My wife and I did a little brainstorming (yea, I know…brainstorming for restaurants…) and came up with Red Star. They served an exccellent Peking/Beijing roast duck and we could even make it a duck-themed dinner by ordering their equally excellent Cantonese roast duck. Those two dishes combined wouldn’t cost half of what an Alaskan King Crab would cost and they would be twice as filling. Red Star seemed to fit all of our criteria and it looked to be our best choice. So I immediately called the restaurant to make a reservation.

I was relieved to find available tables at the restaurant when we arrived (If the restaurant was full, we would’ve had to wait even with a reservation). We got a table at the far end of the restaurant and we were assigned a rather young server in a vest (instead of an older one in a suit). I have found that the level of service tends to be proportional with a server’s age in Cantonese restaurants, thus I was didn’t really have any high expectations for the service we were going to receive. Surprisingly, I was wrong. Our server was very attentive, friendly, and responded to all of our requests promptly. When I asked for water, I got water within 3 minutes. When I asked for suggestions on portion size and dishes to order, our server did not beat around the bush be giving us unclear, diplomatic answers. He gave us precise recommendations and even took our cost-considerations into account when suggesting portion sizes for the blanched spot prawns that we wanted to order.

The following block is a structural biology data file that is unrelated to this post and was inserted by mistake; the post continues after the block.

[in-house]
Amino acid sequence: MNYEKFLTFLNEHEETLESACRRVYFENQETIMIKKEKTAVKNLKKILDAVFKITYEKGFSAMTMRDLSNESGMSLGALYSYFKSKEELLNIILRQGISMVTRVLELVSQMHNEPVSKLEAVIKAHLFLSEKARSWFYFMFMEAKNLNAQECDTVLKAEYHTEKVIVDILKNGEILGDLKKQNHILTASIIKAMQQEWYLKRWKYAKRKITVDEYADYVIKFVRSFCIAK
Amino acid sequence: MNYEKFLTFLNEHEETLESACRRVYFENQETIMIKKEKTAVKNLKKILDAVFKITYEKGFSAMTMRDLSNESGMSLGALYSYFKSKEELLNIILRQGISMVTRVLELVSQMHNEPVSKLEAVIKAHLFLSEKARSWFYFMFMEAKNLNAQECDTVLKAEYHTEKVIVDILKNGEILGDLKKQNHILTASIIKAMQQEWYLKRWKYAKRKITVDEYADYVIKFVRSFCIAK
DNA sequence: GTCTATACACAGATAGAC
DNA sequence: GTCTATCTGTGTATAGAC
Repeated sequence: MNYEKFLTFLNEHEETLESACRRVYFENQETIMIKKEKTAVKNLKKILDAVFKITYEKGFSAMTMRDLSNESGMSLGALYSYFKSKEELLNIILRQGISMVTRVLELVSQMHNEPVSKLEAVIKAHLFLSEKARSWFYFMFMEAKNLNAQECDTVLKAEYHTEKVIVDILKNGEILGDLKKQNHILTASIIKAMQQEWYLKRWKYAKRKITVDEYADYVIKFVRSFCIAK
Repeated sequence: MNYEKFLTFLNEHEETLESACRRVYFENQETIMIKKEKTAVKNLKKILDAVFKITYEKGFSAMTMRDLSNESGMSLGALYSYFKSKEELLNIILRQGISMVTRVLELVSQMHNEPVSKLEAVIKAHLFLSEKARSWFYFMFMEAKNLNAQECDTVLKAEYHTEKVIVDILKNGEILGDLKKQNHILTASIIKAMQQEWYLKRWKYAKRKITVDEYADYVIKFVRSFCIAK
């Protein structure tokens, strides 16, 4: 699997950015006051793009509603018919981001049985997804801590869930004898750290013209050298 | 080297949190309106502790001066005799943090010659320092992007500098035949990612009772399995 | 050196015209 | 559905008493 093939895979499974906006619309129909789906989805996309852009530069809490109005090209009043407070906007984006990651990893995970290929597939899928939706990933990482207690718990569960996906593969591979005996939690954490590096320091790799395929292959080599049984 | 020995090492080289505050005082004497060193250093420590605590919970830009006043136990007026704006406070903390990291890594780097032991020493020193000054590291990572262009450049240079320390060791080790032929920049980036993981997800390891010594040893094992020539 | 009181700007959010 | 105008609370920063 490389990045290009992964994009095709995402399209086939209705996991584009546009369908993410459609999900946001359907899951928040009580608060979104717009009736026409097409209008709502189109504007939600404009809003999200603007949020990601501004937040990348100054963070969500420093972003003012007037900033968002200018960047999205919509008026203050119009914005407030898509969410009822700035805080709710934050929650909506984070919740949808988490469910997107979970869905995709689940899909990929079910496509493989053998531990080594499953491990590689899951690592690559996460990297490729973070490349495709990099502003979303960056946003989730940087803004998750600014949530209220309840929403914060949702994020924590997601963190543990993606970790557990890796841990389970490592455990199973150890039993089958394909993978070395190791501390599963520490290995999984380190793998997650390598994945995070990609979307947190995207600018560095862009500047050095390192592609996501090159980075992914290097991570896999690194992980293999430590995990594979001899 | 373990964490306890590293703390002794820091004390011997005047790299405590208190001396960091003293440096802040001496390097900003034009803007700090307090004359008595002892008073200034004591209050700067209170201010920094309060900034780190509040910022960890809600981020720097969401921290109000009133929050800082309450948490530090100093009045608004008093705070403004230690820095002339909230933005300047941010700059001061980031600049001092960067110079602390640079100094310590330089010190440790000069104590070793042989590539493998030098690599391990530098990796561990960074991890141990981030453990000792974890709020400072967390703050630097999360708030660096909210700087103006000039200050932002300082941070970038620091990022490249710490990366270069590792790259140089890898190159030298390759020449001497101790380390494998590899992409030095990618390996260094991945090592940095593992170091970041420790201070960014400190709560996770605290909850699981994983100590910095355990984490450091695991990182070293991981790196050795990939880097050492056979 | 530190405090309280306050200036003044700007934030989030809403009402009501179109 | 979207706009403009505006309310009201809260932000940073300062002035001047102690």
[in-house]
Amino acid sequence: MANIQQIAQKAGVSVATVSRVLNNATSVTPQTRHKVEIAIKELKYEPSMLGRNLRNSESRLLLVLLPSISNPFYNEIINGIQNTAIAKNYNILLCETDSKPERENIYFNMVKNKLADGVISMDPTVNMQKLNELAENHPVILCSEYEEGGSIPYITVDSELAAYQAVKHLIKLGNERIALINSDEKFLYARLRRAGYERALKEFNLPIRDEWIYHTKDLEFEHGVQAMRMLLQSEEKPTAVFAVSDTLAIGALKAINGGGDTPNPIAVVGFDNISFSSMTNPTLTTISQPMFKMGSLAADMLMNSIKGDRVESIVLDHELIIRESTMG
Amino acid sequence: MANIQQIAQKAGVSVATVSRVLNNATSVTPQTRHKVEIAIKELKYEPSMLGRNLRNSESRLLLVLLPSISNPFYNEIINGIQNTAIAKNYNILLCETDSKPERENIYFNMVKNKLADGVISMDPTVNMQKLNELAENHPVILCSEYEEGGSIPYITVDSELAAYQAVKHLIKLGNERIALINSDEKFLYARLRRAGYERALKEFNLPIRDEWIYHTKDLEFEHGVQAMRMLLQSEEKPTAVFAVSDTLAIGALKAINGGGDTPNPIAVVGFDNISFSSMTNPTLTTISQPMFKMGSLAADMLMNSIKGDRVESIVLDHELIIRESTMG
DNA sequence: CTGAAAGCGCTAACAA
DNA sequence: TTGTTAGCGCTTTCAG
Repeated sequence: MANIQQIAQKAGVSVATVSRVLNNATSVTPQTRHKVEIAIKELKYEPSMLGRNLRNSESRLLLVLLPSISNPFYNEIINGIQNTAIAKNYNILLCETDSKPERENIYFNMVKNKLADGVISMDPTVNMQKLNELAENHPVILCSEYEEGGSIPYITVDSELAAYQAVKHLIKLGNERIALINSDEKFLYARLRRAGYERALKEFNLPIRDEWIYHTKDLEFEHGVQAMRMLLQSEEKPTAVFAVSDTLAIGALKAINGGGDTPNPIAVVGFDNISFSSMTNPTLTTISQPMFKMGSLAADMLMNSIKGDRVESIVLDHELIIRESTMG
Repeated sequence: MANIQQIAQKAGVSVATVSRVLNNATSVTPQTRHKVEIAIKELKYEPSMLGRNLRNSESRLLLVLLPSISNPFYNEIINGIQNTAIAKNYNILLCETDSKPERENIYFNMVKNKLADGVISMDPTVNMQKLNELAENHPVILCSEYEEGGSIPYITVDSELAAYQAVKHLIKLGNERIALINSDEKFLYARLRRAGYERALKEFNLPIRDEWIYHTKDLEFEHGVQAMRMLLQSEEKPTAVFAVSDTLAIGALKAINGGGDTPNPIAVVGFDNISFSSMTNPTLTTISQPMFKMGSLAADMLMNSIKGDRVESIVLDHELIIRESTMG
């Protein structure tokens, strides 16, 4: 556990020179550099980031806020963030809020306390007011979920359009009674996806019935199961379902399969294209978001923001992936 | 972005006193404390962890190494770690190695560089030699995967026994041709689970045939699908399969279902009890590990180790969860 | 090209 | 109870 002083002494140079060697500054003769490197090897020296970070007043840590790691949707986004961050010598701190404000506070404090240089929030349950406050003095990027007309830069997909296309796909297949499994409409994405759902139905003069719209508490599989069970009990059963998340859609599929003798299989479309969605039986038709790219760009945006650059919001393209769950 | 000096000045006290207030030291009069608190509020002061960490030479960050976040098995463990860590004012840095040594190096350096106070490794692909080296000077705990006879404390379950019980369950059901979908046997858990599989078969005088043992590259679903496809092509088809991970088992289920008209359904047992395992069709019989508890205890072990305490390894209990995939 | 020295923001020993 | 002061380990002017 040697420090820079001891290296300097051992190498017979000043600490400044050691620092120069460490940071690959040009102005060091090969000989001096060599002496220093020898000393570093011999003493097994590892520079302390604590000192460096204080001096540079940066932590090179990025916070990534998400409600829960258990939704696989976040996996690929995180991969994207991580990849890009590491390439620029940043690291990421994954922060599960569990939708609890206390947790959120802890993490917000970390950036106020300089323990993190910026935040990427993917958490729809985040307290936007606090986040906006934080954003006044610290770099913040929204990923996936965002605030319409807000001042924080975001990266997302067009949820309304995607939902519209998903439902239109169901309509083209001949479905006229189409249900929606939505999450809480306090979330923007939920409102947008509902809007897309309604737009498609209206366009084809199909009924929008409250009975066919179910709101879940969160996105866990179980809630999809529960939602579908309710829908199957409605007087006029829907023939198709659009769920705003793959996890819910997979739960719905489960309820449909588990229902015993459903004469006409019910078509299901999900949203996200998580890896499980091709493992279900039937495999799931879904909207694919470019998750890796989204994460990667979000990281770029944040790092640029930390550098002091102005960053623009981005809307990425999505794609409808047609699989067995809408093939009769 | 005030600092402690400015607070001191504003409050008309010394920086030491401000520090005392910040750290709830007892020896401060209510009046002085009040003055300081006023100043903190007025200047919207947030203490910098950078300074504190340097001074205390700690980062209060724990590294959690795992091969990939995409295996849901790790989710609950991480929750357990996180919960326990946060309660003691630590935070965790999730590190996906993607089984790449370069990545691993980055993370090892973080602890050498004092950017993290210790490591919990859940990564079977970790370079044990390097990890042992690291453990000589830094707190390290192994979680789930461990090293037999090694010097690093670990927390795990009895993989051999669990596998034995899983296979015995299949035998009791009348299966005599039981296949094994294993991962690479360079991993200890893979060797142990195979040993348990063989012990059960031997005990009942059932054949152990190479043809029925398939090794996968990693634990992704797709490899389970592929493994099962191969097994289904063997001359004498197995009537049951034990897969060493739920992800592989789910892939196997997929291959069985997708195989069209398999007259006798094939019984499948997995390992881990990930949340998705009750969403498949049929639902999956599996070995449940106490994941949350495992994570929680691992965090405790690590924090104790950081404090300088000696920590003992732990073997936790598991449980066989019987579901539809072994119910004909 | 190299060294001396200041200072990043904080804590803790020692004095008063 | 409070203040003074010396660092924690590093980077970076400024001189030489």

The spot prawns, needing only a quick trip into some boiling water, was actually the first dish that arrived at our table.